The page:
“By all means, change the dates and obey the data, but do not throw a whole industry to the wolves. Where’s the support? Full crowds allowed at Wimbledon where, of course, there are plenty of Tory voters and donors, but nothing for us?”
Even for those who have found interim work, the restrictions faced by bars and clubs make for a very different livelihood.
Osayuki Omo-Uwamere, who DJs under the name DJ Love, performs at club nights, as well as celebrity and corporate launch parties. Some of these have continued throughout lockdown, but the atmosphere has changed.
“My job is basically to get people to dance and create that atmosphere so it’s a weird one when bouncers are constantly reminding people whilst I’m DJing that they are unable to dance and that if they do they will get kicked out,” she says. “It’s mad.”
“A lot of the venues and clubs that I DJed in before the pandemic will probably never open their doors again and that’s the sad part.”
If club closures continue, she believes people will find alternative outdoor spaces, venues and pop-ups to enjoy live music and DJing.
“We’re seeing that a lot now and I’m DJing at these type of events,” she says. “It’s the club and venue owners who are going to be the most affected by all of this. A lot of the venues and clubs that I DJed in before the pandemic will probably never open their doors again and that’s the sad part.”
The lockdown delay also comes as a blow to avid clubbers like Ellie Campbell, 27, and based in Dalston, London. She moved to the capital specifically for the nightlife and thinks the latest extension “really oversteps the line”.
“Considering the June date has been set in stone for such a long time, it’s adding insult to injury for those who have waited patiently to get back to normality and expand their networks again. Until clubbing and live music returns, social lives for those in their 20s are still seriously curbed by the restrictions,” says Campbell.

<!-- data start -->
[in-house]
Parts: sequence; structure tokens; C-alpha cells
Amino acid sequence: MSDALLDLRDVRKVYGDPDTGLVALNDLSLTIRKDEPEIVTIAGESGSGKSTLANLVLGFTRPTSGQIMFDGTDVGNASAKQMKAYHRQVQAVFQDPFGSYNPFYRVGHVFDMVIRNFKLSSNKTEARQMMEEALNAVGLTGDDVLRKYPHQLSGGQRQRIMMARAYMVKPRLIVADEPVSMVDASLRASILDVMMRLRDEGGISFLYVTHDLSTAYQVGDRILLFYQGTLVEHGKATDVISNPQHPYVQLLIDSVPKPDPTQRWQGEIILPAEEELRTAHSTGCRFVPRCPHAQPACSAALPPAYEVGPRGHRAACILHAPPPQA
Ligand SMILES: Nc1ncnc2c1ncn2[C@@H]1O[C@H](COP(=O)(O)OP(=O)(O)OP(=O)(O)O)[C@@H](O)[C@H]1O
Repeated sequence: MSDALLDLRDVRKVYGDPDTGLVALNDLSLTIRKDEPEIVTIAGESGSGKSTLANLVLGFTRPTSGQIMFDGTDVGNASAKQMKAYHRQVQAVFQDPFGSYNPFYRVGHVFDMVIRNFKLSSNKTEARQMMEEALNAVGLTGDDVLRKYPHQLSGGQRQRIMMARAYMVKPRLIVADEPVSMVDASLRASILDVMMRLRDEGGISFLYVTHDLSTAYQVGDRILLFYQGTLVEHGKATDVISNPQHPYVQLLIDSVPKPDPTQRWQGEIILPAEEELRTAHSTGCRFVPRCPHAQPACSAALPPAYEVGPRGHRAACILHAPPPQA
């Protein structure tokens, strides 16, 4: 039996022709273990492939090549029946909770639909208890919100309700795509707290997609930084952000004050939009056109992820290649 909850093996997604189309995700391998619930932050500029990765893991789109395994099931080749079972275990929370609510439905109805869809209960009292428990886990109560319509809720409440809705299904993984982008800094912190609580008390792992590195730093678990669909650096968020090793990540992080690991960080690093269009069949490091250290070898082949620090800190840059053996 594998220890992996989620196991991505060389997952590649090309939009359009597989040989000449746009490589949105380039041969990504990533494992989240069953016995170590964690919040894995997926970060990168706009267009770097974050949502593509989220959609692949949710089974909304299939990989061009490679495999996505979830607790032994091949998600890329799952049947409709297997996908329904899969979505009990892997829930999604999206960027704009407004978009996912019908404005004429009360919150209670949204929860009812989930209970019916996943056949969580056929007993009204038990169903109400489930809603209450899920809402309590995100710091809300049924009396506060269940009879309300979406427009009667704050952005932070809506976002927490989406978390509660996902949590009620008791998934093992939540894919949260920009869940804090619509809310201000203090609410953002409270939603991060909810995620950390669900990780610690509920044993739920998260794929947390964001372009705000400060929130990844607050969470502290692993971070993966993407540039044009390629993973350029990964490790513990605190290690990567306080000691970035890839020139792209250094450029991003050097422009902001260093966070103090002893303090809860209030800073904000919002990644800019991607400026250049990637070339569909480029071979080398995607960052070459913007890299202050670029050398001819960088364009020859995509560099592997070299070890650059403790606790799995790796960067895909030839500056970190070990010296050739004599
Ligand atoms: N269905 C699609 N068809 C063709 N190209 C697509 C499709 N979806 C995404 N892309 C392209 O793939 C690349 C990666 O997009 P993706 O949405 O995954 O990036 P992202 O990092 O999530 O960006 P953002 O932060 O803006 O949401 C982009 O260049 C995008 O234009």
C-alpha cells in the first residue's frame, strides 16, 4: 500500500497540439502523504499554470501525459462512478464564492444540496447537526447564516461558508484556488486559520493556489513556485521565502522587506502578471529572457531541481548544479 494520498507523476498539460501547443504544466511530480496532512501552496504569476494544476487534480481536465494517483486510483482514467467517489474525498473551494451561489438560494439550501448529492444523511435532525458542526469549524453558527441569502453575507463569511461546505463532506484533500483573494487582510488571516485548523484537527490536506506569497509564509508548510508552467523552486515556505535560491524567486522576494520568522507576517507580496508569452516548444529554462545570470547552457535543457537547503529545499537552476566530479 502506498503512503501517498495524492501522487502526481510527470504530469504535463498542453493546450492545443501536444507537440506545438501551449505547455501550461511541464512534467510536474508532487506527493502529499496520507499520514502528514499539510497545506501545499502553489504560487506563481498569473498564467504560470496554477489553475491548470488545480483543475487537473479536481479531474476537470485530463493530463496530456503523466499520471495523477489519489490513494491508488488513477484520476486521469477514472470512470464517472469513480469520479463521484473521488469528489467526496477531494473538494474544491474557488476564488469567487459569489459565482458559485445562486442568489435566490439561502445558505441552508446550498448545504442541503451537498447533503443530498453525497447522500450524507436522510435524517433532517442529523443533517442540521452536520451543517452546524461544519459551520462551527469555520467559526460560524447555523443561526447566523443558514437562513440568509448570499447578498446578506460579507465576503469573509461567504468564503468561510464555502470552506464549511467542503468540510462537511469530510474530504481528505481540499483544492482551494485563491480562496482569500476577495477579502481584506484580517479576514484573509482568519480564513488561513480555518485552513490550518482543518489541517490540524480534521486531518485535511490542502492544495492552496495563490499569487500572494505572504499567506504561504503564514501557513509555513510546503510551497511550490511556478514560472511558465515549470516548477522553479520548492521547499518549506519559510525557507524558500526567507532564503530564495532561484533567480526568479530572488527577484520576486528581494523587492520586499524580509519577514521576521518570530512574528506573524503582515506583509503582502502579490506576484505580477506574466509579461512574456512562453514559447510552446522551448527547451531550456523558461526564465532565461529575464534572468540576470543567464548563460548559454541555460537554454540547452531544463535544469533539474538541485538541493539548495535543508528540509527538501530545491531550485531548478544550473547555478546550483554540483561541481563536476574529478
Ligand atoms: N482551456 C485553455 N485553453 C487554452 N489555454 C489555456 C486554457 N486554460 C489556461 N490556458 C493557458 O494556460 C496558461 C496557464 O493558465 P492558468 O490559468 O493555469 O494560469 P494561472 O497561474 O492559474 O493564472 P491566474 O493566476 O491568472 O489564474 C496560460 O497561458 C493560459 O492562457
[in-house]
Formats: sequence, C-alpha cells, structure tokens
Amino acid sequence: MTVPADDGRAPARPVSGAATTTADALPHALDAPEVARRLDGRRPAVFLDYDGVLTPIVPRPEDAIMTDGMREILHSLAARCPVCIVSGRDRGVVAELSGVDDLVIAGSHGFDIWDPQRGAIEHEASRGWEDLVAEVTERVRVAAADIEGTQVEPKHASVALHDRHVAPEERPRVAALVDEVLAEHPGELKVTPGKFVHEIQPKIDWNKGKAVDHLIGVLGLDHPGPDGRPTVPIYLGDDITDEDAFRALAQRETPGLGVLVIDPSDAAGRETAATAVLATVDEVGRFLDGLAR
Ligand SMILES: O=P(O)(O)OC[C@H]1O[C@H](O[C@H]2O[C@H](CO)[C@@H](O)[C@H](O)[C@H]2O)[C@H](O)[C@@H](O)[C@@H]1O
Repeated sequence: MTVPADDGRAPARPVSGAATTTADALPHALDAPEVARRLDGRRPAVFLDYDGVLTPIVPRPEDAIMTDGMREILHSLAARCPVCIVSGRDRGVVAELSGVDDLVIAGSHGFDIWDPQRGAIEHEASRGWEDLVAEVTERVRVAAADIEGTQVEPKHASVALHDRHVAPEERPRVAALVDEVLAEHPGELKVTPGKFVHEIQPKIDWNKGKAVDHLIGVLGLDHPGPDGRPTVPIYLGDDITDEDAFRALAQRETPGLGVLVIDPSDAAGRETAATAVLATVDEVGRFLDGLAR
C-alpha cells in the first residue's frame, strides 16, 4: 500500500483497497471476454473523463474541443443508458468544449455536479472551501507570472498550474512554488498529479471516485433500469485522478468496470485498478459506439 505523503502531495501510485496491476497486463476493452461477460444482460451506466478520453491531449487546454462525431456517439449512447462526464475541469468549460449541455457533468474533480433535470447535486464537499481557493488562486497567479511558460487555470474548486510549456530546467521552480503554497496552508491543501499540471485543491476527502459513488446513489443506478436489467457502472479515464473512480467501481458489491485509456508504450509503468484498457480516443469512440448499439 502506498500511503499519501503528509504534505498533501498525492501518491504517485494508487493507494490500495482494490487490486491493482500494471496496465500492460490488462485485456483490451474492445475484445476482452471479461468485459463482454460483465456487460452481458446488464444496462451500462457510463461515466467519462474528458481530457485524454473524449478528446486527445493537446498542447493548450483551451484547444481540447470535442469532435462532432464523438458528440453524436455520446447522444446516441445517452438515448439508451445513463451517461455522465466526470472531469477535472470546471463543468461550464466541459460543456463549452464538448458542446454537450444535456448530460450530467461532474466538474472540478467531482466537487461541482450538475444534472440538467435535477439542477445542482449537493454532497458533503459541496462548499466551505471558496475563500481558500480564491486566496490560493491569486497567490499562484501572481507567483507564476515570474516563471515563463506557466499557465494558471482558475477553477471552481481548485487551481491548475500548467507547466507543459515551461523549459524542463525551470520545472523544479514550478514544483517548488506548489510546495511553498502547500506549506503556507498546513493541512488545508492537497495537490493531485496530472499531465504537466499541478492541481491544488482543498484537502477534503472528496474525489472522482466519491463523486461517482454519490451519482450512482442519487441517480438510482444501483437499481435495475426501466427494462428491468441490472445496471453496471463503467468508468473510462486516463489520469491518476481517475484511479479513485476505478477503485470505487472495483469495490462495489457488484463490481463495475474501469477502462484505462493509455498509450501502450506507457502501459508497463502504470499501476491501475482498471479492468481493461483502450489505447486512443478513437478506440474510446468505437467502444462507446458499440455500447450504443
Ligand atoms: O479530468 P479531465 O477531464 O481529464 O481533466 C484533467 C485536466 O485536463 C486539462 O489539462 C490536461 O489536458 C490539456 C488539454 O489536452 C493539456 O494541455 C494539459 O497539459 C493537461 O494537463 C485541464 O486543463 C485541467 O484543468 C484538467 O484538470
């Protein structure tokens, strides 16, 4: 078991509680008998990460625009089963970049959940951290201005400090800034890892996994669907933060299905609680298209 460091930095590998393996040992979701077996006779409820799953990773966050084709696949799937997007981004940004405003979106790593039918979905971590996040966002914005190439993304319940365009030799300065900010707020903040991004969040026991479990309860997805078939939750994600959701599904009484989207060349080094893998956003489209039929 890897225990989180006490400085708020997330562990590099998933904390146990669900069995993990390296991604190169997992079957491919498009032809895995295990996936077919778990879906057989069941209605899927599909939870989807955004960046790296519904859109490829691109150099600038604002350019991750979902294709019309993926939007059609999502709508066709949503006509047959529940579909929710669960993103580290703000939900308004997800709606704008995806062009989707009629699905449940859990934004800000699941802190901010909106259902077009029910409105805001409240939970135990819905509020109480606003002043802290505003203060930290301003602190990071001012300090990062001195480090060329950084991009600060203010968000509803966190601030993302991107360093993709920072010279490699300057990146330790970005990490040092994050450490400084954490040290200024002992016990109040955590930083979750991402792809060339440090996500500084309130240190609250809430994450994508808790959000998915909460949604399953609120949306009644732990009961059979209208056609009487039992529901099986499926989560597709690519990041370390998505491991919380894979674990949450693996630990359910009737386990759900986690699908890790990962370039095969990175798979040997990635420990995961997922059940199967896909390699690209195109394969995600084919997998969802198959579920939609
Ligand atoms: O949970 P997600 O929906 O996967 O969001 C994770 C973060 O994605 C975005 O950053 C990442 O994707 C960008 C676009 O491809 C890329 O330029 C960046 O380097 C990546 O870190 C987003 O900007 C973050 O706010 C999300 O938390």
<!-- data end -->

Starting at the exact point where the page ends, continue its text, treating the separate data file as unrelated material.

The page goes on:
“I do have concerns about how nightlife will ever recover without adequate government support for the industry, which doesn’t seem to be a priority. Myself and my peers have made sacrifices about our living and work spaces to enjoy the vibrant nightlife of the big city, so 18 months on and to still be in this situation just makes me feel we’re in suspended animation and are very much being treated as an afterthought. ”
HuffPost UK put the concerns raised by our interviewees to the government, asking specifically about the lack of financial support businesses say they’ve received. A Treasury spokesperson said that local authorities have nearly £1bn of discretionary grant funding remaining, which they’re encouraged to use to support nightclubs and other hard-hit businesses.
“Nightclubs have received Restart Grants worth up to £18,000 per venue to support them over the past few months,” they added. “Nightclubs will also benefit from business rates relief worth 75% across the whole year for most businesses, a VAT cut, and the furlough scheme.
“We are committed to helping businesses and individuals through the pandemic and deliberately went long with our support to provide certainty over the coming months.”
But the question remains, if the industry does survive, will it have any workers left? The APPG report found that 85% of people working in the nightlife sector are considering leaving it.
Joseph says the mental health impact on workers has been catastrophic. He personally lives alone and hasn’t been able to enjoy other lockdown restrictions easing because he can’t afford to test positive and have to self-isolate at the moment. Lockdown continues for him, without contact with friends and family.
“He [Boris Johnson] makes me feel worthless. He makes what I do feel like it’s worth nothing,” he says.
“At the moment I’m working seven days a week to just survive and I’m done. I was done months ago. My love for this job has completely gone and I will never get it back. I just want to escape now. I don’t want to be here any more. And [Johnson] has done that by the way he’s treated people and the way he’s treated this industry.”